Impacts of soft drink consumption on nutrition and health

Soft drink utilization has turned into a very unmistakable and dubious general wellbeing and open arrangement issue. Soda pops are seen by numerous as a noteworthy donor to stoutness and related medical issues and have thusly been focused as a way to shorten the rising commonness of heftiness, especially among kids. Soda pops have been restricted from schools in Britain and France, and in the United States, educational systems as vast as those in Los Angeles, Philadelphia, and Miami have prohibited or seriously constrained soda pop deals. Numerous US states have considered statewide bans or points of confinement on soda deals in schools, with California passing such enactment in 2005. A key question is whether moves made to diminish soda pop utilization are justified given the accessible science and whether diminishing populace utilization of sodas would profit general wellbeing.

The issue is not new. In 1942 the American Medical Association mentioned soft drinks specifically in a strong recommendation to limit intake of added sugar.1 At that time, annual US production of carbonated soft drinks was 90 8-oz (240-mL) servings per person; by 2000 this number had risen to more than 600 servings.2 In the intervening years, controversy arose over several fundamental concerns: whether these beverages lead to energy overconsumption; whether they displace other foods and beverages and, hence, nutrients; whether they contribute to diseases such as obesity and diabetes; and whether soft drink marketing practices represent commercial exploitation of children.3–5

The industry trade association in the United States (the American Beverage Association, formerly the National Soft Drink Association) counters nutrition concerns with several key points: (1) the science linking soft drink consumption to negative health outcomes is flawed or insufficient, (2) soft drinks are a good source of hydration, (3) soft drink sales in schools help education by providing needed funding, (4) physical activity is more important than food intake, and (5) it is unfair to “pick on” soft drinks because there are many causes of obesity and there are no “good” or “bad” foods. Similar positions have been taken by other trade associations such as the British Soft Drinks Association and the Australian Beverages Council.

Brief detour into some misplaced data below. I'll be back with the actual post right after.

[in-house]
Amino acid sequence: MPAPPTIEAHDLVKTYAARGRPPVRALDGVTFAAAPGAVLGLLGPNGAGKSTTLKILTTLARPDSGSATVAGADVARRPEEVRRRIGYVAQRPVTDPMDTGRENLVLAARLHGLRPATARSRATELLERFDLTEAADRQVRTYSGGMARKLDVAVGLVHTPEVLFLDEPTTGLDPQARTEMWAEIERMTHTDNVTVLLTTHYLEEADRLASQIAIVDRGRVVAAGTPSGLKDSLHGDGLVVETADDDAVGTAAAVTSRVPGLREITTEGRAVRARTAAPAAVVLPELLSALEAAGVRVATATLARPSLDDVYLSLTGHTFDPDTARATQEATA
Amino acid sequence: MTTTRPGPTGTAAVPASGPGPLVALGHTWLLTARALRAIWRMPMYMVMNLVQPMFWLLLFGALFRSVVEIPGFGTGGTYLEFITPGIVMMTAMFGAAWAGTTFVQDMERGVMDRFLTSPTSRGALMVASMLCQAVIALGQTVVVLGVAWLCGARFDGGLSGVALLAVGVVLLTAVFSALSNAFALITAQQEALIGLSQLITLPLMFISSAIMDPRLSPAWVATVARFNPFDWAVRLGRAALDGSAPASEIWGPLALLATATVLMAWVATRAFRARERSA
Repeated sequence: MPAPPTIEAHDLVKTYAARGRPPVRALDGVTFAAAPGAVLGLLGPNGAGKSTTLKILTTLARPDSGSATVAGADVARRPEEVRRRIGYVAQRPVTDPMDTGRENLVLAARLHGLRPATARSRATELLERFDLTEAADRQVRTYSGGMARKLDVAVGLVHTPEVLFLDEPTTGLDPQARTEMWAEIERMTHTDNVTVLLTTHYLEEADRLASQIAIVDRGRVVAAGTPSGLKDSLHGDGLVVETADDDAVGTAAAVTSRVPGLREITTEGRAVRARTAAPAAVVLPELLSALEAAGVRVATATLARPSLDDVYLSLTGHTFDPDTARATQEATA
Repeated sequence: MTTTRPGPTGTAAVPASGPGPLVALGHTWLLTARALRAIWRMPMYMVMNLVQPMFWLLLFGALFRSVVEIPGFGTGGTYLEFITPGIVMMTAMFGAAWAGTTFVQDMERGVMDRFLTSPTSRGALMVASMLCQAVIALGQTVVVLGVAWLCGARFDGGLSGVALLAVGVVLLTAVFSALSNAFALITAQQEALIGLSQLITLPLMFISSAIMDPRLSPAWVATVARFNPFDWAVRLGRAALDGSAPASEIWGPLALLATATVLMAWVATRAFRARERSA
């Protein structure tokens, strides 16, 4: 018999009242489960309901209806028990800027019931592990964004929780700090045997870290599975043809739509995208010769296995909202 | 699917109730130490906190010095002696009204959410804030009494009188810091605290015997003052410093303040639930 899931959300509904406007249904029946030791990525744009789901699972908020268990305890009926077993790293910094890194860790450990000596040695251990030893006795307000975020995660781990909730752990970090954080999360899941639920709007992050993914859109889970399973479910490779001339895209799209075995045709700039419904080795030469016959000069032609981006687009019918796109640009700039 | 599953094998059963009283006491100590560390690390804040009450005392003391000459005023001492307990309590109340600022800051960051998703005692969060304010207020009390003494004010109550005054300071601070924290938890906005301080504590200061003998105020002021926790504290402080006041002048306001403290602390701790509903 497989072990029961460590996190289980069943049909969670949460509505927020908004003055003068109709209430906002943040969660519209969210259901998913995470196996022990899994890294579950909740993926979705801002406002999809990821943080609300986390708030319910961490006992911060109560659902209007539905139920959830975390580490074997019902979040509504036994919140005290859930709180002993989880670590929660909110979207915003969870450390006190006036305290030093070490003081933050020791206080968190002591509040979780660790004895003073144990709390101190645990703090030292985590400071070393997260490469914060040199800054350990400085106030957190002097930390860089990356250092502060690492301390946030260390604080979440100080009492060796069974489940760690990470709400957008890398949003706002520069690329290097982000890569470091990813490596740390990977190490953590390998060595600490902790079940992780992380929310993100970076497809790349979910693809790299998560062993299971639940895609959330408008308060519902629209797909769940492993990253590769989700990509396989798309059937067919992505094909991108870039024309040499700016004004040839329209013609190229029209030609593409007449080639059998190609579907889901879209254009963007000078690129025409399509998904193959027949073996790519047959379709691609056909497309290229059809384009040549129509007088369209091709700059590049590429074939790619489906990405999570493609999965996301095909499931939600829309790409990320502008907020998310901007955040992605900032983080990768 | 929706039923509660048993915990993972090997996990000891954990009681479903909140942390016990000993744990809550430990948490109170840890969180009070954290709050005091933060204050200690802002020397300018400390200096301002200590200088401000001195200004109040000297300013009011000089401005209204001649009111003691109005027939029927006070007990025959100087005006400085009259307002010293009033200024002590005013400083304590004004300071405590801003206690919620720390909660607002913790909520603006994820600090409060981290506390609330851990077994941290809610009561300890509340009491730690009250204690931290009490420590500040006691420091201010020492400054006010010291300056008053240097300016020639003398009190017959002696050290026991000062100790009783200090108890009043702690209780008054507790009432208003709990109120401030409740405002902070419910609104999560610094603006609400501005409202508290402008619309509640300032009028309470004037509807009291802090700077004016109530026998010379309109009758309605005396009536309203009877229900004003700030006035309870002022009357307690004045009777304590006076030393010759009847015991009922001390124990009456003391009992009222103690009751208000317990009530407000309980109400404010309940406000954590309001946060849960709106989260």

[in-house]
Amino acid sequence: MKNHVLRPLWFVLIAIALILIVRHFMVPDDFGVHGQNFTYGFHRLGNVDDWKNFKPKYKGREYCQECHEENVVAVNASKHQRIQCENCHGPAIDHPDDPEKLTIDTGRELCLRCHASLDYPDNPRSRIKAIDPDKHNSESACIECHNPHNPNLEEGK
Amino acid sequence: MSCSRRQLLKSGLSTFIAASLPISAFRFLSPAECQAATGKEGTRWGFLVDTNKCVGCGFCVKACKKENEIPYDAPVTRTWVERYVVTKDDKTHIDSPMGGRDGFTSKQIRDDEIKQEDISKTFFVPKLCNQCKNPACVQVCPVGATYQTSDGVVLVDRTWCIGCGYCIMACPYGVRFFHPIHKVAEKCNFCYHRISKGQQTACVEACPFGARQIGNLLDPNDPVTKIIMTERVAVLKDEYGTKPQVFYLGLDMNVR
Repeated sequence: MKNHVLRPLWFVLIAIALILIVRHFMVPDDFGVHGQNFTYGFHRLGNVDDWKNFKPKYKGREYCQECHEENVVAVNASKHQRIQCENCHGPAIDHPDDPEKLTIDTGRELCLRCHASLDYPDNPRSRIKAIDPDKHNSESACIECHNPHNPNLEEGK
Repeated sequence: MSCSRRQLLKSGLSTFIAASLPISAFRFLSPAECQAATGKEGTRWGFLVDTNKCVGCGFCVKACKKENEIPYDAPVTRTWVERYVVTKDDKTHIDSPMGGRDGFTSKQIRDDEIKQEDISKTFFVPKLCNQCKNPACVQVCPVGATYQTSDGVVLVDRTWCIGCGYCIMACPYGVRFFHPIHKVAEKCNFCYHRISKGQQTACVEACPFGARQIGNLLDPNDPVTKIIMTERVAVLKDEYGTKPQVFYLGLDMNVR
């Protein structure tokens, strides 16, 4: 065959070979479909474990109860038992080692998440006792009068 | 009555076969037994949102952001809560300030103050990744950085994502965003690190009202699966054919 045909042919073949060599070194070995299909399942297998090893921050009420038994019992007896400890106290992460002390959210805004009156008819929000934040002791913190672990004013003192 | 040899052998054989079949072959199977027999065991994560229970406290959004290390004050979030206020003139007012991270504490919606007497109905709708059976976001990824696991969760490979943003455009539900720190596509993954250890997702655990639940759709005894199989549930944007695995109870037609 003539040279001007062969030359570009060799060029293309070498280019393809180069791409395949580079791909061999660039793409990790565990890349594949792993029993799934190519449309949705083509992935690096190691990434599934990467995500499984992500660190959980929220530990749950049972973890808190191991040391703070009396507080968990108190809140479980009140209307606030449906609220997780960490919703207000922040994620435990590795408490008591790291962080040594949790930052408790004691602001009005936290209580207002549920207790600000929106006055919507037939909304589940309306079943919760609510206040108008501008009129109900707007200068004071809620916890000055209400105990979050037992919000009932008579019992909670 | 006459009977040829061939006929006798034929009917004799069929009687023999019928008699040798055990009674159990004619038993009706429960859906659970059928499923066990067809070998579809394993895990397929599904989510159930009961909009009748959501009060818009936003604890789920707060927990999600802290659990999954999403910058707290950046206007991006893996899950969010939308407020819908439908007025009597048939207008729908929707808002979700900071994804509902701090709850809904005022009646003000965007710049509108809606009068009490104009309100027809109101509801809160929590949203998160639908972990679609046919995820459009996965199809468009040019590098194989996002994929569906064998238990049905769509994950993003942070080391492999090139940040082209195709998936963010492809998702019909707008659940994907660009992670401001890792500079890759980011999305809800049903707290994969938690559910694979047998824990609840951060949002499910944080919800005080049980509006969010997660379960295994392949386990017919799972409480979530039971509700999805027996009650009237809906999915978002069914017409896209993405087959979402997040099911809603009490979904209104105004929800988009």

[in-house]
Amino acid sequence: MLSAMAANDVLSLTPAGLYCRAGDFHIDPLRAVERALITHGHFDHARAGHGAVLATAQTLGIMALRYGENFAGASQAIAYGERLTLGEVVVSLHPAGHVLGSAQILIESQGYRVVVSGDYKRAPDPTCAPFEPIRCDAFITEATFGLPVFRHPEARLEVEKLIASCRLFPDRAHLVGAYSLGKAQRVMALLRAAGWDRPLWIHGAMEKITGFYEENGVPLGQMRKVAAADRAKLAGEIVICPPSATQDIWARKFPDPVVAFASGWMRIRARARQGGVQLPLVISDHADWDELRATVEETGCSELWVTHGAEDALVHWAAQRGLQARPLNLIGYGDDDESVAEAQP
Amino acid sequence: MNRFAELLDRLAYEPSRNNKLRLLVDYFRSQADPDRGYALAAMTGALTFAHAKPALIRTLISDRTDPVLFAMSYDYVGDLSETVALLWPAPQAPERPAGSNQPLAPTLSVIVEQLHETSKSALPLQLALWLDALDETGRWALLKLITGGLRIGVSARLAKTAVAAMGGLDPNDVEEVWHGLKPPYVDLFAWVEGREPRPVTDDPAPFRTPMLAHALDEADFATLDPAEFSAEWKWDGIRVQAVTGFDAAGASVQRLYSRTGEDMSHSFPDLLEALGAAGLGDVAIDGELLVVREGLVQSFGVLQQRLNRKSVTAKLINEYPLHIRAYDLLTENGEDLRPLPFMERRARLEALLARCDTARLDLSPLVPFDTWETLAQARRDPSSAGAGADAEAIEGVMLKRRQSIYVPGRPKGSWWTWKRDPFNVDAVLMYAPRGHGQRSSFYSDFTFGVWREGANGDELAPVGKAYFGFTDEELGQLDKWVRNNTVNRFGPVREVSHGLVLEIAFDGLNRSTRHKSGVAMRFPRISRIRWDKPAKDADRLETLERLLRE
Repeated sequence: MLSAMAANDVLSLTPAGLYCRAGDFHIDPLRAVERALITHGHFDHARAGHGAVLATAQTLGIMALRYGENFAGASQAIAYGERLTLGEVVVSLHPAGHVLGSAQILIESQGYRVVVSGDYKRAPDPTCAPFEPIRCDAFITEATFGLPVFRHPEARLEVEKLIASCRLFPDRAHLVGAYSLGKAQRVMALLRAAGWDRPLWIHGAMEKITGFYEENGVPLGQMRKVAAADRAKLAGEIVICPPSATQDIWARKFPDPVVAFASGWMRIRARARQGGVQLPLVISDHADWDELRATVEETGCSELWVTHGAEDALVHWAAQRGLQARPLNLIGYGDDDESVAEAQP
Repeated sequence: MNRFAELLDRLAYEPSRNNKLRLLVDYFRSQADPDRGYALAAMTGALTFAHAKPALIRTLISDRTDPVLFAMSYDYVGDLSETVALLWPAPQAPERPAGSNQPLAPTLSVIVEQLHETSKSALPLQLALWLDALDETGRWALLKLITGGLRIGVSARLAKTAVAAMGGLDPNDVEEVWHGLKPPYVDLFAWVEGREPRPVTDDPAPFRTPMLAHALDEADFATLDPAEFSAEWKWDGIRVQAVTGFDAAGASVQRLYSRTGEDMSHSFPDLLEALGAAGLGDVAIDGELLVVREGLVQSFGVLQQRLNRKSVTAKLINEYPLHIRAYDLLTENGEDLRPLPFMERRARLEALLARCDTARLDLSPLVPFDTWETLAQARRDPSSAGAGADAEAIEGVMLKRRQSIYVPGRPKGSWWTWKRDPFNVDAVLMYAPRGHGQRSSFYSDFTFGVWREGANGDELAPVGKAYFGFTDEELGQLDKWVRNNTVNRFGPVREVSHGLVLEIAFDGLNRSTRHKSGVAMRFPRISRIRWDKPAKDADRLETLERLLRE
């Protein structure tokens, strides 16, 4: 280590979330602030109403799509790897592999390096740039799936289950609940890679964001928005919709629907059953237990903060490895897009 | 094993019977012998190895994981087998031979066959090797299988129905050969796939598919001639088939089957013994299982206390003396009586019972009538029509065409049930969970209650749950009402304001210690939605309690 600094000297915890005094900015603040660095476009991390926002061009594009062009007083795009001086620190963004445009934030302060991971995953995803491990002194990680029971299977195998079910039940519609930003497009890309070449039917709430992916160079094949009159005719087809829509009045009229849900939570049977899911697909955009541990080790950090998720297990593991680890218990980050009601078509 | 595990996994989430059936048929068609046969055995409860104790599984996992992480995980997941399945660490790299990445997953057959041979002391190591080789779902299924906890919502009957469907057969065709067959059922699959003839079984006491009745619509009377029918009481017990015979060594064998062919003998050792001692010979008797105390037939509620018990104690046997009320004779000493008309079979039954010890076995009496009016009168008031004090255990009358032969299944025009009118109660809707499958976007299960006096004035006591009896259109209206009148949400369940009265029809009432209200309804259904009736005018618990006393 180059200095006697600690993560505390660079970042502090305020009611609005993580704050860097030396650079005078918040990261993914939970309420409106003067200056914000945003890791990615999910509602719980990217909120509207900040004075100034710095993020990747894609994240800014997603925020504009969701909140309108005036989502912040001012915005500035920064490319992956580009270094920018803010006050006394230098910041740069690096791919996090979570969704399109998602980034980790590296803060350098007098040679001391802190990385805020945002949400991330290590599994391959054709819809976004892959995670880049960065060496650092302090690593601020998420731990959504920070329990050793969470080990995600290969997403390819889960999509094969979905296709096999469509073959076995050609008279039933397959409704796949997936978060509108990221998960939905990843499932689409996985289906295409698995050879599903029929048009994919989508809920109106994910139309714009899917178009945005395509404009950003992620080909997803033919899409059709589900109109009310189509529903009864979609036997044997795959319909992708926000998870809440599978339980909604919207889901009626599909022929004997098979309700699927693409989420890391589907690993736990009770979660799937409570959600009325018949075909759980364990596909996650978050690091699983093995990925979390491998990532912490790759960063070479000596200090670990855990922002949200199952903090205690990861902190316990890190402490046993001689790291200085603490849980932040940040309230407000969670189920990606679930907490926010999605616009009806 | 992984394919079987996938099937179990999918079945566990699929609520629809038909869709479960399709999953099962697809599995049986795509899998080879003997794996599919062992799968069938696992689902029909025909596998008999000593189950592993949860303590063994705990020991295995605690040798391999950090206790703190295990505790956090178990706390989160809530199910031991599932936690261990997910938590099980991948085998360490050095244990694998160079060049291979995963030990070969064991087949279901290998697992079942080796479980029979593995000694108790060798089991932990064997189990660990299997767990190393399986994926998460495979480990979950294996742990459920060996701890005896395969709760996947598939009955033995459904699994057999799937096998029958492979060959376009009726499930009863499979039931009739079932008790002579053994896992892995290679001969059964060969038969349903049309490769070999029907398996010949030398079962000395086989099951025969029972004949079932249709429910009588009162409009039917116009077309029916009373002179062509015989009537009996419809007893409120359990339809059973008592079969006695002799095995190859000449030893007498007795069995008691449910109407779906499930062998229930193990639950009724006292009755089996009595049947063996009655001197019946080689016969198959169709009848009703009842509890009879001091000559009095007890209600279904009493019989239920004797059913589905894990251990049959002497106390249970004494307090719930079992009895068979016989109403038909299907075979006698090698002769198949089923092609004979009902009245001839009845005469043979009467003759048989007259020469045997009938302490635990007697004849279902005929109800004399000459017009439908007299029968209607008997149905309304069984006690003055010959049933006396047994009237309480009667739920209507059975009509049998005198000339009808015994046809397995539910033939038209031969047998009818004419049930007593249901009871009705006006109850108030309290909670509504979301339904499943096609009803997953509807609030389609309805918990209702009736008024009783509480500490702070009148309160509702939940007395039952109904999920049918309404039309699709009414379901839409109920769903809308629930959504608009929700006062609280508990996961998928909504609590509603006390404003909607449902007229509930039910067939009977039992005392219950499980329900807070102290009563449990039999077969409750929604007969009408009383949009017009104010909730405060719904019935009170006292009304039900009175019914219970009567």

Legislative and legal discussions focusing on soft drink sales often take place on political and philosophical grounds with scant attention to existing science. Our objectives were to review the available science, examine studies that involved the use of a variety of methods, and address whether soft drink consumption is associated with increased energy intake, increased body weight, displacement of nutrients, and increased risk of chronic diseases.
In addition to effects on energy intake and weight, it is important to know whether soft drinks displace essential nutrients and contribute to overall poorer diets. Our review showed that increased soft drink intake is related to lower consumption of milk and calcium, but average effect sizes were small. Soft drink consumption was also related to higher intake of carbohydrates, lower intakes of fruit and dietary fiber, and lower intakes of a variety of macronutrients in cross-sectional, longitudinal, and longer-term experimental studies.